should enable human potential, mobility and creativity in an inclusive way – while dealing responsibly with our natural resources.

The NGI comprises an ambitious research and innovation programme with an EC investment of more than €250m between 2018 and 2020. Focus is on advanced technology including privacy and trust, search and discovery, decentralised architectures, blockchain, IoT, social media, interactive technologies, as well as technologies supporting multilingualism and accessibility.
The NGI initiative funds European innovative research projects that make it possible to imagine and develop a new Internet that is safer, more open, more respectful of people and more useful to all citizens. To know more visit www.ngi.eu

Session Organizers


Tuesday November 26, 2019 08:00 - Wednesday November 27, 2019 18:00
Village Sonnenallee 225, 12057 Berlin, Germany

09:30

09:30

NRIs Collaborative Session on Cybersecurity: Discussing the National and Regional experiences in approaches and cooperation for cyber-security and cyber-safety and resilience for infrastructure providers and users
National, Regional and Youth IGF Initiatives will be exchanging inputs and cases of good practices from their communities on the topic:

 Discussing the National and Regional experiences in approaches and cooperation for cyber-security  and cyber-safety and resilience for infrastructure providers and users

This session will focus on concrete case study examples of what are the cyber-security and cyber-safety concerns for involved countries and regions, what has been done so far in regard to addressing these and providing solutions. All participants will focus on modes of digital cooperation for the safe and secure Internet.

Co-organizers arethe following NRIs:
  1. Japan IGF
  2. Chad IGF
  3. Albania IGF
  4. Ecuador IGF
  5. Vanuatu IGF
  6. Brazil IGF
  7. IGF-USA
  8. Mauritius IGF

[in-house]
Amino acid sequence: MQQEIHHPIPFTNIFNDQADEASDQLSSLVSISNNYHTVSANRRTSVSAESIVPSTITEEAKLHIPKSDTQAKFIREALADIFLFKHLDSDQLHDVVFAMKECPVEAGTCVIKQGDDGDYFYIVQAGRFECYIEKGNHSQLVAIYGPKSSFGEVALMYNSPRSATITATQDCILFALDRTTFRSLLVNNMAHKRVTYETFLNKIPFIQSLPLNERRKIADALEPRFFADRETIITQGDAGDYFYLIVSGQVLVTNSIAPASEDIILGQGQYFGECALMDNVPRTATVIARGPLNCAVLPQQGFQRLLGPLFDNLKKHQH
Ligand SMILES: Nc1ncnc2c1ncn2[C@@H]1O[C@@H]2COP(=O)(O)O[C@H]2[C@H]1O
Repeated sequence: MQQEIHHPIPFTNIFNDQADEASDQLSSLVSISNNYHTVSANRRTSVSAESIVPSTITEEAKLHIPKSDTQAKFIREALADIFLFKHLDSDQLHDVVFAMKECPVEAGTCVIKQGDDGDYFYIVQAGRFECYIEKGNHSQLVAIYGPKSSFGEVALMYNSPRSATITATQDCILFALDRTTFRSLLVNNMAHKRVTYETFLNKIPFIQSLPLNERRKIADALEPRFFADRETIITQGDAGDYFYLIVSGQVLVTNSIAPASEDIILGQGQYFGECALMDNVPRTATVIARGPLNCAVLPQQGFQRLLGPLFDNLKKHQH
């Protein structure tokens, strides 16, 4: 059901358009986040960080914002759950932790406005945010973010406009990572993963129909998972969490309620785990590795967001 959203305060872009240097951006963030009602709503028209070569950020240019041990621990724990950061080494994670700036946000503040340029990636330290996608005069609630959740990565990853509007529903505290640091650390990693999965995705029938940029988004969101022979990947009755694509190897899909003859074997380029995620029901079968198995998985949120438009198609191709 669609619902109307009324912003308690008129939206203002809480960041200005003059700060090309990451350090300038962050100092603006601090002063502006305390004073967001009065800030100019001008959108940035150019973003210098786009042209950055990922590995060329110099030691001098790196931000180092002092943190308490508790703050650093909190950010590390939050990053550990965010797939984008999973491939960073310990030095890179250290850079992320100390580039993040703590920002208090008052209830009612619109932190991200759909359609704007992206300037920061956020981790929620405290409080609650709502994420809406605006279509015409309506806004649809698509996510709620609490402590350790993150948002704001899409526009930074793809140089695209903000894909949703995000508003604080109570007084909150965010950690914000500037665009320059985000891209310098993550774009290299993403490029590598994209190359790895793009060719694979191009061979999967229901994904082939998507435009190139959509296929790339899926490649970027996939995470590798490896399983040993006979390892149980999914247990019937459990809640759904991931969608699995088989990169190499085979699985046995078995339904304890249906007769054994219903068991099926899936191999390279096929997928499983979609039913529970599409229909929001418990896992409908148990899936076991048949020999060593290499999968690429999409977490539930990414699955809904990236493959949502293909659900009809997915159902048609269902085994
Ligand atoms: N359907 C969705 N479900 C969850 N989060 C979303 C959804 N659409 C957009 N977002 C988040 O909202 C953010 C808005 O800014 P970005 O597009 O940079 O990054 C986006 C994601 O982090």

9. South Korea IGF
  10. North Macedonia  IGF
  11. EuroDIG 

Tuesday November 26, 2019 09:30 - 10:30
Estrel Saal C Sonnenallee 225, 12057 Berlin, Germany

09:30

09:30

09:30

09:30

Data Governance Introductory Session

The aim of this interactive Introductory Session is to set the scene for the various sessions taking place during the week under the theme of Data Governance, the description of which can be found below.

To kick off the session and provide her insights on this broad topic, we are very fortunate to have Marie-Laure Denis, President of CNIL, the French data protection authority.  

The session will then proceed with small, informal group discussions on six different aspects of Data Governance: Cross-border data;  Jurisdictional & sovereignty issues; Data protection frameworks; Data & sustainable development; Human rights & internet ethics; and Governance & ethics of AI algorithms. The six sub-themes are represented in this graphic -  https://www.intgovforum.org/multilingual/filedepot_download/8432/1674. Participants will be encouraged to share their views and experience regarding key policy issues in these six break-out sessions, discuss pressing policy questions.

The session will close with reports back from each breakout group to the full room. We hope that this session helps people to learn more about sessions in areas of particular personal interest that will be taking place in Berlin, as well as connecting with others interested in, and working on, the same policy issues.

AGENDA

09:30 – 09:35 Welcome and Introductions

09:35 – 10:00 Scene-setting remarks by, and questions to, Marie-Laure Denis, President, CNIL (French Data Protection Authority)

10:00 – 10:40 Sub-thematic breakout sessions

10:40 – 11:15 Reports back from breakout sessions

11:15 – 11:20 Conclusion

BACKGROUND

The Data Governance track will provide for discussions on the fundamental challenge of ensuring the benefits of the data revolution to contribute to inclusive economic development while protecting the rights of people. 

The global nature of the Internet and the transfer of digital information across borders brings an international dimension to discussions around data. The generation, collection, storage, transfer and processing of data (including personally identifiable data) have enabled new social, cultural, and economic opportunities than ever previously imagined. At the same time, the massive collection, transfer  and processing of data (in particular through the application of algorithms/AI/machine learning) by public as well as private entities pose challenges around privacy, freedom of expression and the exercise of other human rights.